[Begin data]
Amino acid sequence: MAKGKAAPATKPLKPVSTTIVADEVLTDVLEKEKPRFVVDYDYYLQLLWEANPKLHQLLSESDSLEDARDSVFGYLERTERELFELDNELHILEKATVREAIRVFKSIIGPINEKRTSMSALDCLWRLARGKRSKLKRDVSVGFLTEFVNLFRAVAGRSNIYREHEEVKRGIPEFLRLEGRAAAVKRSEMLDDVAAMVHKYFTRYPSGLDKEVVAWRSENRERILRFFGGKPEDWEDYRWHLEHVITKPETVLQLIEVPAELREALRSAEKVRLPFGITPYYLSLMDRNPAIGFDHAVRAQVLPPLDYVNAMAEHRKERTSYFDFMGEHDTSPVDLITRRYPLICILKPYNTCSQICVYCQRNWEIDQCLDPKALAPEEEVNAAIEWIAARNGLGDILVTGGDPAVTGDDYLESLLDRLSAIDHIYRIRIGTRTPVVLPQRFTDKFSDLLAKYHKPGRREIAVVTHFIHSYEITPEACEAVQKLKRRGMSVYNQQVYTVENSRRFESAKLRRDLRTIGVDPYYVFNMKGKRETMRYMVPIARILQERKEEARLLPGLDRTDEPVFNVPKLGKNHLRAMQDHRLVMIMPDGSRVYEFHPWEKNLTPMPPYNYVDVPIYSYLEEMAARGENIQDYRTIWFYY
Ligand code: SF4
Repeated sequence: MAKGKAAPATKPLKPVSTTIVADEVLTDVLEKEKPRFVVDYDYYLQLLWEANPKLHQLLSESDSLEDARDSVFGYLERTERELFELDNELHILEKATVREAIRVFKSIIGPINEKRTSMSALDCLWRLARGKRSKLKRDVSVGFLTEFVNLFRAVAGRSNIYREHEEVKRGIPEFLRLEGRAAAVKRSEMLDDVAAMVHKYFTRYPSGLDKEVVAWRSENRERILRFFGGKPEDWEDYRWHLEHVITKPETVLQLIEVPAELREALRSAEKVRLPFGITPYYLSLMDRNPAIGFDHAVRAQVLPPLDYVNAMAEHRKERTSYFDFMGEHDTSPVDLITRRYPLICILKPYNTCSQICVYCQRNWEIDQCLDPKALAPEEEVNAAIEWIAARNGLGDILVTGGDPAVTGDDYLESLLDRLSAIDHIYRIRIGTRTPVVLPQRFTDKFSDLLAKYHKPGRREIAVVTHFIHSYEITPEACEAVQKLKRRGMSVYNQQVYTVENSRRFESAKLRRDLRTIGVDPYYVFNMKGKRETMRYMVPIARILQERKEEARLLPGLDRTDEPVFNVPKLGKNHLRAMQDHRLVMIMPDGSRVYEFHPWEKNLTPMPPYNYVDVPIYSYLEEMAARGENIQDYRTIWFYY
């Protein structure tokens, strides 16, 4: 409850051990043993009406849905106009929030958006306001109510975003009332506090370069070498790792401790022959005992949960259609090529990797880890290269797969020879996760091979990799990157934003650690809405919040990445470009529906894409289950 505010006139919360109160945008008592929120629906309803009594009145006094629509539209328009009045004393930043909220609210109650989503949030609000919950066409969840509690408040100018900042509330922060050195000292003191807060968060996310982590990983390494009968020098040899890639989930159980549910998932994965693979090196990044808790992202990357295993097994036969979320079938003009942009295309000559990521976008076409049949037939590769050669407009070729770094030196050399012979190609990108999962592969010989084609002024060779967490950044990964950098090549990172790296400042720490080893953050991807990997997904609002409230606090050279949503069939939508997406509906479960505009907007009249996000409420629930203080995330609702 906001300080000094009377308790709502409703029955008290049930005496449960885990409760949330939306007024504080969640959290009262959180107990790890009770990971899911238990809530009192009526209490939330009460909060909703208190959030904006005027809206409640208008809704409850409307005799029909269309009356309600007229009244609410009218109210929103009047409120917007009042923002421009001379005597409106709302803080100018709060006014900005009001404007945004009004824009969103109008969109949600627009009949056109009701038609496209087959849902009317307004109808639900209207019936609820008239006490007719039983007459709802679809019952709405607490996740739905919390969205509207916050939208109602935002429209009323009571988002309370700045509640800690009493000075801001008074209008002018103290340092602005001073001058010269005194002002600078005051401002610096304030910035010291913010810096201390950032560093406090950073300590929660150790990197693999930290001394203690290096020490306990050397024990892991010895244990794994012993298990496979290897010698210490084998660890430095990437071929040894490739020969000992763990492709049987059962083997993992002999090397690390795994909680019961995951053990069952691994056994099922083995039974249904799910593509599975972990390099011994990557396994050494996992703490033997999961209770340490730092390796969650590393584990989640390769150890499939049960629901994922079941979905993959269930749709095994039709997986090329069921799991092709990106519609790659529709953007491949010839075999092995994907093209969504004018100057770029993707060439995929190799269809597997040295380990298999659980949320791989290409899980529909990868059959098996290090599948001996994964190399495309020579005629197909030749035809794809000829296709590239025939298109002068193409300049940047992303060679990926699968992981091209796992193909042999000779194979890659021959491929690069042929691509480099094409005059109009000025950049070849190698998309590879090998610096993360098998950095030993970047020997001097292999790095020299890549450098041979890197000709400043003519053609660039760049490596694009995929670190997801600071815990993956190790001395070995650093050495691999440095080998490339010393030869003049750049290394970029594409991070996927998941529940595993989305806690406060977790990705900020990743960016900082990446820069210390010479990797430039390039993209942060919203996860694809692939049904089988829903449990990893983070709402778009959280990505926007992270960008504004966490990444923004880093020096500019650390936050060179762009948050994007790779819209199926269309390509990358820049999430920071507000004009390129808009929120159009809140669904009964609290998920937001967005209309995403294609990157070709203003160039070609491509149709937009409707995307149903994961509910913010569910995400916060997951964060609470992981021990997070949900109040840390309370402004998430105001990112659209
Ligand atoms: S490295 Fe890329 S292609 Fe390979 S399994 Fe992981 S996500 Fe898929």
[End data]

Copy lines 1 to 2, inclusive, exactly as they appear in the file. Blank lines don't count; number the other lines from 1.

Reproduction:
Amino acid sequence: MAKGKAAPATKPLKPVSTTIVADEVLTDVLEKEKPRFVVDYDYYLQLLWEANPKLHQLLSESDSLEDARDSVFGYLERTERELFELDNELHILEKATVREAIRVFKSIIGPINEKRTSMSALDCLWRLARGKRSKLKRDVSVGFLTEFVNLFRAVAGRSNIYREHEEVKRGIPEFLRLEGRAAAVKRSEMLDDVAAMVHKYFTRYPSGLDKEVVAWRSENRERILRFFGGKPEDWEDYRWHLEHVITKPETVLQLIEVPAELREALRSAEKVRLPFGITPYYLSLMDRNPAIGFDHAVRAQVLPPLDYVNAMAEHRKERTSYFDFMGEHDTSPVDLITRRYPLICILKPYNTCSQICVYCQRNWEIDQCLDPKALAPEEEVNAAIEWIAARNGLGDILVTGGDPAVTGDDYLESLLDRLSAIDHIYRIRIGTRTPVVLPQRFTDKFSDLLAKYHKPGRREIAVVTHFIHSYEITPEACEAVQKLKRRGMSVYNQQVYTVENSRRFESAKLRRDLRTIGVDPYYVFNMKGKRETMRYMVPIARILQERKEEARLLPGLDRTDEPVFNVPKLGKNHLRAMQDHRLVMIMPDGSRVYEFHPWEKNLTPMPPYNYVDVPIYSYLEEMAARGENIQDYRTIWFYY
Ligand code: SF4